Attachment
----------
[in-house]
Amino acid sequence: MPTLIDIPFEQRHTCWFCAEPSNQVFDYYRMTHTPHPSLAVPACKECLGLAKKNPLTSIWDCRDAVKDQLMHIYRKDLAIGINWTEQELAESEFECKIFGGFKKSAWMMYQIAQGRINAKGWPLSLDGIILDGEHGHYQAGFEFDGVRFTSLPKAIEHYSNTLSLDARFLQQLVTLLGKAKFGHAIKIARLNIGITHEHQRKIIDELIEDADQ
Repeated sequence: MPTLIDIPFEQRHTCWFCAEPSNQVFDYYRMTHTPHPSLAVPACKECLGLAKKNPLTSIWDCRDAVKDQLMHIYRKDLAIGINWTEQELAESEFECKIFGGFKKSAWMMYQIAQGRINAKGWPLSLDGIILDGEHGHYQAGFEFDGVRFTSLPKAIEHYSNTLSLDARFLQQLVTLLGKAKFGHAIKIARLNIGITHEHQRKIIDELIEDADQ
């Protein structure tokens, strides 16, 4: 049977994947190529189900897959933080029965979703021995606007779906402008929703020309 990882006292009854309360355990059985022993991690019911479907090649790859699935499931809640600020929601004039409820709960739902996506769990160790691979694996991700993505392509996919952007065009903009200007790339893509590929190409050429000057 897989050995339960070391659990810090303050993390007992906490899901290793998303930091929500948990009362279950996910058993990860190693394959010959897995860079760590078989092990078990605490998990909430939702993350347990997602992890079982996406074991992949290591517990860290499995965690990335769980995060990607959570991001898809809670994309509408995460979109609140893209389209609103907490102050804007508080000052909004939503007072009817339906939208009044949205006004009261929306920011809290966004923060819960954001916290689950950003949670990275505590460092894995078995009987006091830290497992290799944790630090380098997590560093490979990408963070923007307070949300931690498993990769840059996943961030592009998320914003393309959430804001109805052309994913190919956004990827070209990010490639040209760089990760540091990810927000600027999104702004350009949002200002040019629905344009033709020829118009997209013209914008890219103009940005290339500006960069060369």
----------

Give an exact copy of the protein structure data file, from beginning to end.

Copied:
[in-house]
Amino acid sequence: MPTLIDIPFEQRHTCWFCAEPSNQVFDYYRMTHTPHPSLAVPACKECLGLAKKNPLTSIWDCRDAVKDQLMHIYRKDLAIGINWTEQELAESEFECKIFGGFKKSAWMMYQIAQGRINAKGWPLSLDGIILDGEHGHYQAGFEFDGVRFTSLPKAIEHYSNTLSLDARFLQQLVTLLGKAKFGHAIKIARLNIGITHEHQRKIIDELIEDADQ
Repeated sequence: MPTLIDIPFEQRHTCWFCAEPSNQVFDYYRMTHTPHPSLAVPACKECLGLAKKNPLTSIWDCRDAVKDQLMHIYRKDLAIGINWTEQELAESEFECKIFGGFKKSAWMMYQIAQGRINAKGWPLSLDGIILDGEHGHYQAGFEFDGVRFTSLPKAIEHYSNTLSLDARFLQQLVTLLGKAKFGHAIKIARLNIGITHEHQRKIIDELIEDADQ
């Protein structure tokens, strides 16, 4: 049977994947190529189900897959933080029965979703021995606007779906402008929703020309 990882006292009854309360355990059985022993991690019911479907090649790859699935499931809640600020929601004039409820709960739902996506769990160790691979694996991700993505392509996919952007065009903009200007790339893509590929190409050429000057 897989050995339960070391659990810090303050993390007992906490899901290793998303930091929500948990009362279950996910058993990860190693394959010959897995860079760590078989092990078990605490998990909430939702993350347990997602992890079982996406074991992949290591517990860290499995965690990335769980995060990607959570991001898809809670994309509408995460979109609140893209389209609103907490102050804007508080000052909004939503007072009817339906939208009044949205006004009261929306920011809290966004923060819960954001916290689950950003949670990275505590460092894995078995009987006091830290497992290799944790630090380098997590560093490979990408963070923007307070949300931690498993990769840059996943961030592009998320914003393309959430804001109805052309994913190919956004990827070209990010490639040209760089990760540091990810927000600027999104702004350009949002200002040019629905344009033709020829118009997209013209914008890219103009940005290339500006960069060369």